Listen to this article here
OPINION | by Richard Z. Baxter
We hear the saying “no justice, no peace” being passionately shouted as protesters “peacefully” march down American city streets. They carry signs that took their time, effort and money to create. What is the purpose? What is the meaning? What is the reason for saying “no justice, no peace” if after you don’t receive? What is the purpose? What is the meaning? What is the reason for saying “no justice, no peace” if after you don’t receive justice, you retaliate with a peaceful stroll down the street? The message that is being sent to the opposition or oppressors from whom you seek justice is confusing. The message says it’s OK to urinate on me and tell me it’s raining because all I’m going to do is walk down in the street in the “rain” getting soaked with a sign saying this isn’t rain, it’s urine. Inciting a riot is not my intention, nor am I calling for violent protest. I’m calling for smarter protest, as well as strategic and effective boycotting.
Violence is not the solution to the problems that we face at this time, and we pray that there does not come a time where violence is the only way. Human history is riddled with wars and conflicts, both civil and international, since the beginning of recorded history. Oppressed people sit under the confines of an oppressor stewing in the lack; the lack of good food, the lack of good education, the lack of good health care but most importantly the lack of opportunity to create the lives where they could live without lack. As the heat is turned up, the stew will eventually boil over and war breaks out.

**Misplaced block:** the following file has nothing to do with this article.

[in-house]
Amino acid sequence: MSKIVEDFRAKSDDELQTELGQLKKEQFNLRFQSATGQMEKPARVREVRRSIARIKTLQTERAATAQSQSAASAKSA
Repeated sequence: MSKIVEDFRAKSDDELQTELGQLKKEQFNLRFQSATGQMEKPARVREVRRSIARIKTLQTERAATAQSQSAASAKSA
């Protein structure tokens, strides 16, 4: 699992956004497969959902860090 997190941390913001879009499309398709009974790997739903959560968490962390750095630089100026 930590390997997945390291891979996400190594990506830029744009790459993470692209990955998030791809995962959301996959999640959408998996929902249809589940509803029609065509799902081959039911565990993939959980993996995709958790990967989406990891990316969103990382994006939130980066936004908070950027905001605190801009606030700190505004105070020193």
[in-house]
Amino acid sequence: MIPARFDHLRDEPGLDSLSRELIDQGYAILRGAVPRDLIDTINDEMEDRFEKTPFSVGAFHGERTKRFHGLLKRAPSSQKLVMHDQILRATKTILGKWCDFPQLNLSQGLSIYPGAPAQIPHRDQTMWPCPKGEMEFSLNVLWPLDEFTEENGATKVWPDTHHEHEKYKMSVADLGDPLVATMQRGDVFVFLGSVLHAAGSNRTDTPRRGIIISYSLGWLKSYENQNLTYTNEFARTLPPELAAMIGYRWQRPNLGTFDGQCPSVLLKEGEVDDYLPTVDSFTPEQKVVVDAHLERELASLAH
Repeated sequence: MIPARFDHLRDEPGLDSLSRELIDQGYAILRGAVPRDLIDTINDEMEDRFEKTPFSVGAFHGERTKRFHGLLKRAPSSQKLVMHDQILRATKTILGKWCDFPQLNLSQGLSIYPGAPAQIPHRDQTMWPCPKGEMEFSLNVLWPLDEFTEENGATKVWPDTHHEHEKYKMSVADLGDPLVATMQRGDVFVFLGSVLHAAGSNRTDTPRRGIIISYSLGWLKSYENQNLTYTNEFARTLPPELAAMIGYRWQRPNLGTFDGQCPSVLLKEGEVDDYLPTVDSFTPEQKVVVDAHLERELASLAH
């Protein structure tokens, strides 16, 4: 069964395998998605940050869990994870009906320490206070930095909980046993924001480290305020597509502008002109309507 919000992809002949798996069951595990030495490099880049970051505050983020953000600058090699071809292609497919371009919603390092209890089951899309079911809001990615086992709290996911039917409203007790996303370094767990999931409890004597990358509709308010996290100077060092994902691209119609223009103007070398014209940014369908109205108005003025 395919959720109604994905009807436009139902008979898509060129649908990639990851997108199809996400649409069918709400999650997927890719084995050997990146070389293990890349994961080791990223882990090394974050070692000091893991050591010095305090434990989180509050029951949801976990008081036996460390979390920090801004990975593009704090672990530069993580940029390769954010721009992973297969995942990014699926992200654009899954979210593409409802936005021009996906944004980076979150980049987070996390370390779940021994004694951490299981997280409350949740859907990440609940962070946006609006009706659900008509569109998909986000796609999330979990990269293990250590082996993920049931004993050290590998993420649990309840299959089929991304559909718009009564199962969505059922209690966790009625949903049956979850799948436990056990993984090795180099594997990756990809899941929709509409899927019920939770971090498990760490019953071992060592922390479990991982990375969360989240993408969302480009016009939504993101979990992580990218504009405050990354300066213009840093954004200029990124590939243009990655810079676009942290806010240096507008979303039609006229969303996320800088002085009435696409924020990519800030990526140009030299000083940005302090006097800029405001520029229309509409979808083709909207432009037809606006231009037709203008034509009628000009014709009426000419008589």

What we need is civil disobedience. There are parameters within the law, and some outside unjust laws, to stand up for that which is right, for that which is good, for that which is noble, for that which is honorable. Those avenues are the processes in which we must operate to carry today’s battle to a REVOLUTIONARY platform. History has shown us the power of effective boycotting and the power of peacefully disrupting the status quo by simply occupying space with one’s body where the oppressed aren’t welcome.
Change is on the horizon and the pot of stew is beginning to boil over. We can saddle up, grab the reins of the revolution and vigorously direct how the change will proceed, or we can sit back and allow these inevitable changes to buck and kick sporadically, causing damage as the people most afflicted by oppression are seeking refuge or revenge.
Decisions of action will have to be made. The “peace” we hear about in the “no justice, no peace” chant will have to be disturbed in order for the oppressors to understand that we will not merely stroll down the street with signs complaining about how we are soaked in their urine, which they called rain. We will confront them in a nonviolent manner, disrupting the “peace” that they hold so precious until we get the justice we deserve.